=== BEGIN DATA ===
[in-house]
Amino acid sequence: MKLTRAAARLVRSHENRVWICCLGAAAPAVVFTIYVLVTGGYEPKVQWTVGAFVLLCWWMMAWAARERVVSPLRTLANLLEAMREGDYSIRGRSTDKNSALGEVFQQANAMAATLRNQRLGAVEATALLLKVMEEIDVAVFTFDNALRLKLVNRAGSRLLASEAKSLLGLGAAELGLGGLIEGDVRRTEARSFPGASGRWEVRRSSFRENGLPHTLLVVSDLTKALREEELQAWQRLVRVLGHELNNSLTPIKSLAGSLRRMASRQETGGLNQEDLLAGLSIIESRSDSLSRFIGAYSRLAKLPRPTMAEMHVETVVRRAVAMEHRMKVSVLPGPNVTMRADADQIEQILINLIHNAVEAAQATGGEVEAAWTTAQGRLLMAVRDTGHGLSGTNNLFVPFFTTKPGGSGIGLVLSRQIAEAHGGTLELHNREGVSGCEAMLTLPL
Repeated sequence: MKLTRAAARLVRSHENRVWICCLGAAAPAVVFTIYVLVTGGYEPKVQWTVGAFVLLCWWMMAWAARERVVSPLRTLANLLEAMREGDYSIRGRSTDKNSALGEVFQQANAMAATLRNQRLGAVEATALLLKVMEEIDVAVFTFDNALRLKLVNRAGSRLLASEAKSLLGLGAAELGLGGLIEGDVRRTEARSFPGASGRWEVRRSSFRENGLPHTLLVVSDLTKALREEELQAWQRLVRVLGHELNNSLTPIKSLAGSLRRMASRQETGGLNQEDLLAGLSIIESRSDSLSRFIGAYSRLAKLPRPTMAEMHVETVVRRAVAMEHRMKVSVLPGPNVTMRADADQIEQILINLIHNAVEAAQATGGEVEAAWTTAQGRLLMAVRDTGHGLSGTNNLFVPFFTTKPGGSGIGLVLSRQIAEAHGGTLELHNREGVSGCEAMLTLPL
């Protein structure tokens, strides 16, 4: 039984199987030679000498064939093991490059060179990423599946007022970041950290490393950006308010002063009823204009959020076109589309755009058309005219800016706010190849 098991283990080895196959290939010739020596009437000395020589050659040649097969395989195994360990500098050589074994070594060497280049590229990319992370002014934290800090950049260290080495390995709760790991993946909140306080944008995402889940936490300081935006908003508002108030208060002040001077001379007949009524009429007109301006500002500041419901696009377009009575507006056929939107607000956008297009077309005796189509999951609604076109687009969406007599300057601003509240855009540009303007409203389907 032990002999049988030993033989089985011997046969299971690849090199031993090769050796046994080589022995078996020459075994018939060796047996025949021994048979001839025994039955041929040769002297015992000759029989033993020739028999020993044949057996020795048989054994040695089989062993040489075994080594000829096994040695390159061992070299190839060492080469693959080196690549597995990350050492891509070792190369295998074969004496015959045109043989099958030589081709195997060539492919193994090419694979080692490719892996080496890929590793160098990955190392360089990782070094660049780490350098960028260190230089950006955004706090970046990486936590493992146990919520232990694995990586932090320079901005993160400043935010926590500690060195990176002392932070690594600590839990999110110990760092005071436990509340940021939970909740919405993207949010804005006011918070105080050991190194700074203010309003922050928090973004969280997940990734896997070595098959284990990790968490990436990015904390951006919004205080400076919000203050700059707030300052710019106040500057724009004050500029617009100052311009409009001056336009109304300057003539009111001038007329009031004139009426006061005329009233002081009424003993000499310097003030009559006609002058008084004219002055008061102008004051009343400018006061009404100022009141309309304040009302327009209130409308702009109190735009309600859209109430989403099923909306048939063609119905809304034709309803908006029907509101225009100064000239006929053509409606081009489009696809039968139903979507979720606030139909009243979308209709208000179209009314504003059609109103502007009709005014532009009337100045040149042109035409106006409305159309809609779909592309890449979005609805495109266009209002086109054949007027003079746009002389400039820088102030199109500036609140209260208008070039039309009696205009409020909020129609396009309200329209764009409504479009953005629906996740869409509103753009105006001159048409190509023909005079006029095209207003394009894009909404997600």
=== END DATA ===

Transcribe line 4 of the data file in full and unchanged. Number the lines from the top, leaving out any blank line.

């Protein structure tokens, strides 16, 4: 039984199987030679000498064939093991490059060179990423599946007022970041950290490393950006308010002063009823204009959020076109589309755009058309005219800016706010190849 098991283990080895196959290939010739020596009437000395020589050659040649097969395989195994360990500098050589074994070594060497280049590229990319992370002014934290800090950049260290080495390995709760790991993946909140306080944008995402889940936490300081935006908003508002108030208060002040001077001379007949009524009429007109301006500002500041419901696009377009009575507006056929939107607000956008297009077309005796189509999951609604076109687009969406007599300057601003509240855009540009303007409203389907 032990002999049988030993033989089985011997046969299971690849090199031993090769050796046994080589022995078996020459075994018939060796047996025949021994048979001839025994039955041929040769002297015992000759029989033993020739028999020993044949057996020795048989054994040695089989062993040489075994080594000829096994040695390159061992070299190839060492080469693959080196690549597995990350050492891509070792190369295998074969004496015959045109043989099958030589081709195997060539492919193994090419694979080692490719892996080496890929590793160098990955190392360089990782070094660049780490350098960028260190230089950006955004706090970046990486936590493992146990919520232990694995990586932090320079901005993160400043935010926590500690060195990176002392932070690594600590839990999110110990760092005071436990509340940021939970909740919405993207949010804005006011918070105080050991190194700074203010309003922050928090973004969280997940990734896997070595098959284990990790968490990436990015904390951006919004205080400076919000203050700059707030300052710019106040500057724009004050500029617009100052311009409009001056336009109304300057003539009111001038007329009031004139009426006061005329009233002081009424003993000499310097003030009559006609002058008084004219002055008061102008004051009343400018006061009404100022009141309309304040009302327009209130409308702009109190735009309600859209109430989403099923909306048939063609119905809304034709309803908006029907509101225009100064000239006929053509409606081009489009696809039968139903979507979720606030139909009243979308209709208000179209009314504003059609109103502007009709005014532009009337100045040149042109035409106006409305159309809609779909592309890449979005609805495109266009209002086109054949007027003079746009002389400039820088102030199109500036609140209260208008070039039309009696205009409020909020129609396009309200329209764009409504479009953005629906996740869409509103753009105006001159048409190509023909005079006029095209207003394009894009909404997600």